Louise's previous projects include her RCUK Global Uncertainties leadership fellowship (2012-2015). Her project 'Securing Against Future Events' (SaFE): Preemption, Protocols and Publics' examines how inferred futures become the basis for new forms of security risk calculus.

She has also conducted ESRC projects on the techniques and technologies of biometric and data-driven borders: 'Contested Borders' (2007-2009), a project within the ESRC's non-governmental public action programme. The work has produced new insights into how contemporary security practices enter and reconfigure public space.

'Data Wars: New Spaces of Governing in the European War on Terror' (2008-12) was a three year ESRC bilateral project in collaboration with Marieke de Goede at the University of Amsterdam. Researchers at Durham and Amsterdam investigated how data elements from the mobilities of people and money become redeployed for preemptive security.

Research Groups

Research Projects

Selected Publications

Journal Article

Authored book

Edited book

Chapter in book

  • Amoore, L. Governing By Identity. In: Lyon, D. & Bennett, C. Playing the identity card: surveillance, security and ifentifcation in global perspective. New York.: Routledge; Published:42-56.
  • Amoore, L. Vigilant Visualities. In: MacDonald, F., Hughes, R. & Dodds, K. Observant States: Geopolitics and Visual Culture. London.: IB Taurus; Published:247-266.
  • Amoore, L. There is no Great Refusal: the ambivalent politics of dissent. In: De Goede, M. International Political Economy and Poststructural Politics. Basingstoke.: Macmillan; 2007.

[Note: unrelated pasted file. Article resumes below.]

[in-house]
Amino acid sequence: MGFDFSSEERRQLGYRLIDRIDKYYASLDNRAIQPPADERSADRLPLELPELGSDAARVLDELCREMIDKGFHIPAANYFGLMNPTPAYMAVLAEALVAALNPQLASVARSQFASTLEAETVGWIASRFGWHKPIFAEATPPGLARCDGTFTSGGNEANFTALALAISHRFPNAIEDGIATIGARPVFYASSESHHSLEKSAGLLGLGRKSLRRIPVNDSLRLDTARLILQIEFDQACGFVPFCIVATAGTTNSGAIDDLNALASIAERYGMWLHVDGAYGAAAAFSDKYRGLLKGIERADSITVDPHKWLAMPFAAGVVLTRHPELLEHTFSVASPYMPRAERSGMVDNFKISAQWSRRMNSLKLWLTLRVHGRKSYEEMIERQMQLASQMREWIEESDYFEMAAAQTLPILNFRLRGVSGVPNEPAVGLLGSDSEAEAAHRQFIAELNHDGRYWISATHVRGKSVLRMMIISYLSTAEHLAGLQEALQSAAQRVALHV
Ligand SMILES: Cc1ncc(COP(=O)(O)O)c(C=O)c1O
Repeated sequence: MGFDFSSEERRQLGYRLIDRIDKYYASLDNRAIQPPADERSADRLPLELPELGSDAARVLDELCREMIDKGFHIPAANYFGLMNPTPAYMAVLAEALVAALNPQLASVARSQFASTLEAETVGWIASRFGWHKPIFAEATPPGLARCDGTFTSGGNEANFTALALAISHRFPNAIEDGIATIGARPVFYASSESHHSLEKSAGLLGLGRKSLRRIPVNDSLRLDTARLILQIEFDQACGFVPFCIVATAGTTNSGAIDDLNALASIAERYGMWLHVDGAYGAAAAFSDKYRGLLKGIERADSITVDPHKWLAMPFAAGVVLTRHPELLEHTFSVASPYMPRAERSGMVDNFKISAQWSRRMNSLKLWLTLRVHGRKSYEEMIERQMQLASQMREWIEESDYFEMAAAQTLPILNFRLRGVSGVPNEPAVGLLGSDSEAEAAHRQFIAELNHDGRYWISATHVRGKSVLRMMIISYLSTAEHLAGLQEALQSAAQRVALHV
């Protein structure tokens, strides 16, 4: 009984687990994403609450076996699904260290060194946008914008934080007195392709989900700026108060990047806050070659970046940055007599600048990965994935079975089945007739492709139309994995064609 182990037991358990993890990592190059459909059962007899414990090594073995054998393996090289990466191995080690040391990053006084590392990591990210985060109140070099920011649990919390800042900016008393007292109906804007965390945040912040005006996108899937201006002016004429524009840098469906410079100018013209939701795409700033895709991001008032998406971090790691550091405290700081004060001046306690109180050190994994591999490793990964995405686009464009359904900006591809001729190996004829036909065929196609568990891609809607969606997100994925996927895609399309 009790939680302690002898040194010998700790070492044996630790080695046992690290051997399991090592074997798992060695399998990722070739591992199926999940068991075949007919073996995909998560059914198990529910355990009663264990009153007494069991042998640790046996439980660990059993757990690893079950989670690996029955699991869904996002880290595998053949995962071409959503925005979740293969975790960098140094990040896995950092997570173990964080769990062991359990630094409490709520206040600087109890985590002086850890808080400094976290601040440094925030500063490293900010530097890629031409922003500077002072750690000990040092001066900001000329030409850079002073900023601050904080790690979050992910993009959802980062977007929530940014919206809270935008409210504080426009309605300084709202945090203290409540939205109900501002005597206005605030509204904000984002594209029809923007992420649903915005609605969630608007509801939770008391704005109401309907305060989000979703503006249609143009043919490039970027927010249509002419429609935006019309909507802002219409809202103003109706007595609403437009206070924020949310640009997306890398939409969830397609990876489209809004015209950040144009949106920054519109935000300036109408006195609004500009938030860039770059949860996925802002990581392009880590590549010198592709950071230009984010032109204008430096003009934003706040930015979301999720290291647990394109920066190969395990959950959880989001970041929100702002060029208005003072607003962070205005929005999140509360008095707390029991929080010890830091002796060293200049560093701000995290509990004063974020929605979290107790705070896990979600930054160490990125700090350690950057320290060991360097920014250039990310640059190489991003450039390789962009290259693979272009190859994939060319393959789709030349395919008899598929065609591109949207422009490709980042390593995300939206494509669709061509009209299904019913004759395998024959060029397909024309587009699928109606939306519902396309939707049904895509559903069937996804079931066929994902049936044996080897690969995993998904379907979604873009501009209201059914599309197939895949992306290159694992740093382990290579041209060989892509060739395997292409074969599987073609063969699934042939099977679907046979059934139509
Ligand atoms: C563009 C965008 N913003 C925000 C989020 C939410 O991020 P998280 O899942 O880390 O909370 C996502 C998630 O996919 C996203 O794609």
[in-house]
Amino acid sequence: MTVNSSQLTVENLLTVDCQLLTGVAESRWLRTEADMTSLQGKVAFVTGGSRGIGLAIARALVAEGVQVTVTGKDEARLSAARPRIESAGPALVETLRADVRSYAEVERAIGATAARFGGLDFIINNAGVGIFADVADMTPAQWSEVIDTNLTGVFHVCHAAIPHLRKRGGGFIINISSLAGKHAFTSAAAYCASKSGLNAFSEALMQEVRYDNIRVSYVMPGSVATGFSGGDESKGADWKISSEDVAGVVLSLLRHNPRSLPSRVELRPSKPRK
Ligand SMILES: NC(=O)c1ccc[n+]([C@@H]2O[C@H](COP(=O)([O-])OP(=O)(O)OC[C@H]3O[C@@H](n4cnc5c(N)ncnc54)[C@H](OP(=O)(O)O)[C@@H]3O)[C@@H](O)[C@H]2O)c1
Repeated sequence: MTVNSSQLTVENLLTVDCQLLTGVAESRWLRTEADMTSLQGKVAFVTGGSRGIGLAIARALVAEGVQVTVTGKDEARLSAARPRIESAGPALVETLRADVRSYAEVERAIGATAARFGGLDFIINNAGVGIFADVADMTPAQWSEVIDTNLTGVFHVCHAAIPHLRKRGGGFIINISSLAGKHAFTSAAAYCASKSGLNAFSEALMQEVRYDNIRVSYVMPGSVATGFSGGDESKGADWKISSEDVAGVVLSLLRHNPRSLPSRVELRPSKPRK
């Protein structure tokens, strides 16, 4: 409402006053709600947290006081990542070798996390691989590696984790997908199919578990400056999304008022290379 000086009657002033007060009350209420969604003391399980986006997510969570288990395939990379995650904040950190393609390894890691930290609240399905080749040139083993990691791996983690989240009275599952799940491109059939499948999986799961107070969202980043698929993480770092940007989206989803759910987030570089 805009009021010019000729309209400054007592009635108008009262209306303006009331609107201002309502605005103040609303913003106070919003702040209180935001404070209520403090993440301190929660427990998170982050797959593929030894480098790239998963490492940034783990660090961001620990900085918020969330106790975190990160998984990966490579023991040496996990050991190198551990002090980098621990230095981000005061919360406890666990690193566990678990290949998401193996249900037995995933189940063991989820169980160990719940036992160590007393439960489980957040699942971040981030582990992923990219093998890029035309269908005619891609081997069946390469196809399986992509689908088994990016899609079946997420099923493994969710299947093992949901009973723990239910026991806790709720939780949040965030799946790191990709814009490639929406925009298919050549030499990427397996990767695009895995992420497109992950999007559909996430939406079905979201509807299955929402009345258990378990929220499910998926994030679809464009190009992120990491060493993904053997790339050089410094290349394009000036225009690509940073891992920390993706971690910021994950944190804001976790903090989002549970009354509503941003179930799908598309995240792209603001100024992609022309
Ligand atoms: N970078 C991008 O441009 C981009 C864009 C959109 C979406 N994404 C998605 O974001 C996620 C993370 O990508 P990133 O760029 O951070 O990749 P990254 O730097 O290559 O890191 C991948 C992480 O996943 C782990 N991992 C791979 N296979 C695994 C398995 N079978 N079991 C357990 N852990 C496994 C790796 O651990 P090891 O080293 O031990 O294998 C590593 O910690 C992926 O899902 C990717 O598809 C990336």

• Amoore, L. Making the Modern Multinational. In: May, C. Global Corporate Power. Boulder, Colorado.: Lynne Rienner; 2006:32-54.
  • Amoore, L. There is no great refusal: the ambivalent politics of resistance. In: DeGoede, M. International Policial Economy and Poststructural Politics. Basingstoke.: Palgrave; 2006.
  • Amoore, L. & Langley, P. Global civil society and global governmentality. In: Germain, R. & Kerry, M. The Idea of Global Civil Society. Routledge; 2005:137-155.
  • Amoore, L. Invisible Subjects: Work and Workers in the Global Political Economy. In: Davies, M. & Ryner, M. The Political Economy of Unprotected Work. Basingstoke: Palgrave; 2005.
  • Amoore, L. Making the Modern Multinational. In: May, C. Global Corporate Power. Boulder: Lynne Rienner; 2005.
  • Amoore, L. & Langley, P. Process, Project and Practice: The Politics of Globalization. In: Abbott, J. & Worth, O. Critical Perspectives on International Political Economy. Basingstoke: Palgrave; 2002.
  • Amoore, L. Work Production and Social Relations: Repositioning the firm in the international political economy. In: Harrod, J. & O'Brien, R. Global Unions? Theory and Strategies of Organized Labour in the Global Political Economy. London.: Routledge; 2002:29-48.